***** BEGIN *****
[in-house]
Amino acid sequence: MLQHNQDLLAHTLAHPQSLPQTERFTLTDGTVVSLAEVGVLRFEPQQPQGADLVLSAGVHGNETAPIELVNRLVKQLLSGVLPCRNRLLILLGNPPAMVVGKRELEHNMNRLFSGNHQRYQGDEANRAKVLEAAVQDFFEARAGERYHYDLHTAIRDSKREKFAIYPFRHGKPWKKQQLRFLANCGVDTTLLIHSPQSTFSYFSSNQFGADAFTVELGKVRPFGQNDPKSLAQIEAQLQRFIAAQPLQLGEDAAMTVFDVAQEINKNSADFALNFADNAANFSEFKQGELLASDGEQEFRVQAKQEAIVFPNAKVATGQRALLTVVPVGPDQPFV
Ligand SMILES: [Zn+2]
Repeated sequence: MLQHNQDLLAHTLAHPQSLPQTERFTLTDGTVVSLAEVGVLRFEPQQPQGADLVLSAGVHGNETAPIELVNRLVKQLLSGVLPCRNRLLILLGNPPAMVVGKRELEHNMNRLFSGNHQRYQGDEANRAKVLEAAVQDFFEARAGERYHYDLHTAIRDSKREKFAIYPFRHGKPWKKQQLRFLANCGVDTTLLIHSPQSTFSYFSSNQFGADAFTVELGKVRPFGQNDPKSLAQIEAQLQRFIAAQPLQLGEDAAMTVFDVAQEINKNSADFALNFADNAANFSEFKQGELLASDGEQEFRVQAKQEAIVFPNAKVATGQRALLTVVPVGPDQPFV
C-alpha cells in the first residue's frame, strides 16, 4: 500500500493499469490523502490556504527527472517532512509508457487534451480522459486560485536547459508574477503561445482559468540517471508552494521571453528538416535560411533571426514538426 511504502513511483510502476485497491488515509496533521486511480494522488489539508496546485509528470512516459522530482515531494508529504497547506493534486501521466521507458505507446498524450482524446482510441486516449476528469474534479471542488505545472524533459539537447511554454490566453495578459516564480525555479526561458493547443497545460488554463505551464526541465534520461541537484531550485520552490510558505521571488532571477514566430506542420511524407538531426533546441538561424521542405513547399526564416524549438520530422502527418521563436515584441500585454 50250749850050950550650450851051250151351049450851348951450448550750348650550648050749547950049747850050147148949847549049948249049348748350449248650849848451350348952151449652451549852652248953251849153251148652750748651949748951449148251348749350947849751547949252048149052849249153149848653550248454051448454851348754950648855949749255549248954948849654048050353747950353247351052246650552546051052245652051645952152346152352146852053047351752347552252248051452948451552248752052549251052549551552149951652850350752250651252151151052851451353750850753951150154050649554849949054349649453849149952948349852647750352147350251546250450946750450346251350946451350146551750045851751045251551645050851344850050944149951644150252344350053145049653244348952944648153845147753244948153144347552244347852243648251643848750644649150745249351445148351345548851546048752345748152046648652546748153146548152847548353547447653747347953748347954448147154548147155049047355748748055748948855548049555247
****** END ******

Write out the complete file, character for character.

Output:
[in-house]
Amino acid sequence: MLQHNQDLLAHTLAHPQSLPQTERFTLTDGTVVSLAEVGVLRFEPQQPQGADLVLSAGVHGNETAPIELVNRLVKQLLSGVLPCRNRLLILLGNPPAMVVGKRELEHNMNRLFSGNHQRYQGDEANRAKVLEAAVQDFFEARAGERYHYDLHTAIRDSKREKFAIYPFRHGKPWKKQQLRFLANCGVDTTLLIHSPQSTFSYFSSNQFGADAFTVELGKVRPFGQNDPKSLAQIEAQLQRFIAAQPLQLGEDAAMTVFDVAQEINKNSADFALNFADNAANFSEFKQGELLASDGEQEFRVQAKQEAIVFPNAKVATGQRALLTVVPVGPDQPFV
Ligand SMILES: [Zn+2]
Repeated sequence: MLQHNQDLLAHTLAHPQSLPQTERFTLTDGTVVSLAEVGVLRFEPQQPQGADLVLSAGVHGNETAPIELVNRLVKQLLSGVLPCRNRLLILLGNPPAMVVGKRELEHNMNRLFSGNHQRYQGDEANRAKVLEAAVQDFFEARAGERYHYDLHTAIRDSKREKFAIYPFRHGKPWKKQQLRFLANCGVDTTLLIHSPQSTFSYFSSNQFGADAFTVELGKVRPFGQNDPKSLAQIEAQLQRFIAAQPLQLGEDAAMTVFDVAQEINKNSADFALNFADNAANFSEFKQGELLASDGEQEFRVQAKQEAIVFPNAKVATGQRALLTVVPVGPDQPFV
C-alpha cells in the first residue's frame, strides 16, 4: 500500500493499469490523502490556504527527472517532512509508457487534451480522459486560485536547459508574477503561445482559468540517471508552494521571453528538416535560411533571426514538426 511504502513511483510502476485497491488515509496533521486511480494522488489539508496546485509528470512516459522530482515531494508529504497547506493534486501521466521507458505507446498524450482524446482510441486516449476528469474534479471542488505545472524533459539537447511554454490566453495578459516564480525555479526561458493547443497545460488554463505551464526541465534520461541537484531550485520552490510558505521571488532571477514566430506542420511524407538531426533546441538561424521542405513547399526564416524549438520530422502527418521563436515584441500585454 50250749850050950550650450851051250151351049450851348951450448550750348650550648050749547950049747850050147148949847549049948249049348748350449248650849848451350348952151449652451549852652248953251849153251148652750748651949748951449148251348749350947849751547949252048149052849249153149848653550248454051448454851348754950648855949749255549248954948849654048050353747950353247351052246650552546051052245652051645952152346152352146852053047351752347552252248051452948451552248752052549251052549551552149951652850350752250651252151151052851451353750850753951150154050649554849949054349649453849149952948349852647750352147350251546250450946750450346251350946451350146551750045851751045251551645050851344850050944149951644150252344350053145049653244348952944648153845147753244948153144347552244347852243648251643848750644649150745249351445148351345548851546048752345748152046648652546748153146548152847548353547447653747347953748347954448147154548147155049047355748748055748948855548049555247